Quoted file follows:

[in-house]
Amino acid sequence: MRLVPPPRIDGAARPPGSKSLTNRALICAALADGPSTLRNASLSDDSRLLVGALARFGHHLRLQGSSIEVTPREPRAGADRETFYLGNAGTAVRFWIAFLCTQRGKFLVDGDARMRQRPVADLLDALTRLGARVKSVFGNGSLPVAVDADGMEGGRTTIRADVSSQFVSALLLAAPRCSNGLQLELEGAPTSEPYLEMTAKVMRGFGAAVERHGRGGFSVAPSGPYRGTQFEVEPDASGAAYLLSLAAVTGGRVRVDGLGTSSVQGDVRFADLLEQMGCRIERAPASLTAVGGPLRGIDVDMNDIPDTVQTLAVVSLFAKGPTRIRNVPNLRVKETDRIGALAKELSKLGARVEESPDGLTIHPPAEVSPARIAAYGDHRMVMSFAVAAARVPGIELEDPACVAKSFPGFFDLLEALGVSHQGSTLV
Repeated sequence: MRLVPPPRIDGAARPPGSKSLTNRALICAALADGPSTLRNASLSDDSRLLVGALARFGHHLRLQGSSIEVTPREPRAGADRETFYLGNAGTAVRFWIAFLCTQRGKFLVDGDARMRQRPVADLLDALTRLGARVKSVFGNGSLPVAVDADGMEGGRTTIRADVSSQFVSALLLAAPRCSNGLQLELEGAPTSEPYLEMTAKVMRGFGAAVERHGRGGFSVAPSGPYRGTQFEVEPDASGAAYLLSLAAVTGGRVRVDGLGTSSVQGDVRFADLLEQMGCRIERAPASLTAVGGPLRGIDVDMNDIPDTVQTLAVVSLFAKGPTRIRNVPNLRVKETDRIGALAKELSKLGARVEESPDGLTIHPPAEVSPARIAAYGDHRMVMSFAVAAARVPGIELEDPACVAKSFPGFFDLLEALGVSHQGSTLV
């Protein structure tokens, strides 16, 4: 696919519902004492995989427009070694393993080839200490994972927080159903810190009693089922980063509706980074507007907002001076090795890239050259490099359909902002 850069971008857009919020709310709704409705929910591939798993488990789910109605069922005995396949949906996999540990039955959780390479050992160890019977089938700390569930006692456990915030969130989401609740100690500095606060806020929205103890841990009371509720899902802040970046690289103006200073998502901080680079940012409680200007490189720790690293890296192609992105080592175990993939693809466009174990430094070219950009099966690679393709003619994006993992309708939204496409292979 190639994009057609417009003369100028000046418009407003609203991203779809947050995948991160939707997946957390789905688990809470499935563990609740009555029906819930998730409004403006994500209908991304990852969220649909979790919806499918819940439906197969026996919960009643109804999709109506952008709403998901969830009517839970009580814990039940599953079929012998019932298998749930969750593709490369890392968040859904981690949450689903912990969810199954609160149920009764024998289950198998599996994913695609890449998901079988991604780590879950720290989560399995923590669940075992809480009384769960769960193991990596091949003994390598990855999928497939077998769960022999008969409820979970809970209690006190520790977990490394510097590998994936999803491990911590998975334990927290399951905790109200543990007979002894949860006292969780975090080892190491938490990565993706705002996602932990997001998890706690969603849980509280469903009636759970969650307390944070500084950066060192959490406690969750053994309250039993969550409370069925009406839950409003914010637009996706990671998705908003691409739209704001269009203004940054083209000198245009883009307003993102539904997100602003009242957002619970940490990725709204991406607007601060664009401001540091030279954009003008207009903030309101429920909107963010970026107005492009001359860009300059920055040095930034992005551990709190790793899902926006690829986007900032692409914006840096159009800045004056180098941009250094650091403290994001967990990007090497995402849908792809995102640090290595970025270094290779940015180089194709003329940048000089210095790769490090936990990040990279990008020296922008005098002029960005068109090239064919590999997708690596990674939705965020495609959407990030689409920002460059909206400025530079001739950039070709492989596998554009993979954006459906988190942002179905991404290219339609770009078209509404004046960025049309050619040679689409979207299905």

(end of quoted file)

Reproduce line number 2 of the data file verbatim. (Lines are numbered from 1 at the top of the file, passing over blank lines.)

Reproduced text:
Amino acid sequence: MRLVPPPRIDGAARPPGSKSLTNRALICAALADGPSTLRNASLSDDSRLLVGALARFGHHLRLQGSSIEVTPREPRAGADRETFYLGNAGTAVRFWIAFLCTQRGKFLVDGDARMRQRPVADLLDALTRLGARVKSVFGNGSLPVAVDADGMEGGRTTIRADVSSQFVSALLLAAPRCSNGLQLELEGAPTSEPYLEMTAKVMRGFGAAVERHGRGGFSVAPSGPYRGTQFEVEPDASGAAYLLSLAAVTGGRVRVDGLGTSSVQGDVRFADLLEQMGCRIERAPASLTAVGGPLRGIDVDMNDIPDTVQTLAVVSLFAKGPTRIRNVPNLRVKETDRIGALAKELSKLGARVEESPDGLTIHPPAEVSPARIAAYGDHRMVMSFAVAAARVPGIELEDPACVAKSFPGFFDLLEALGVSHQGSTLV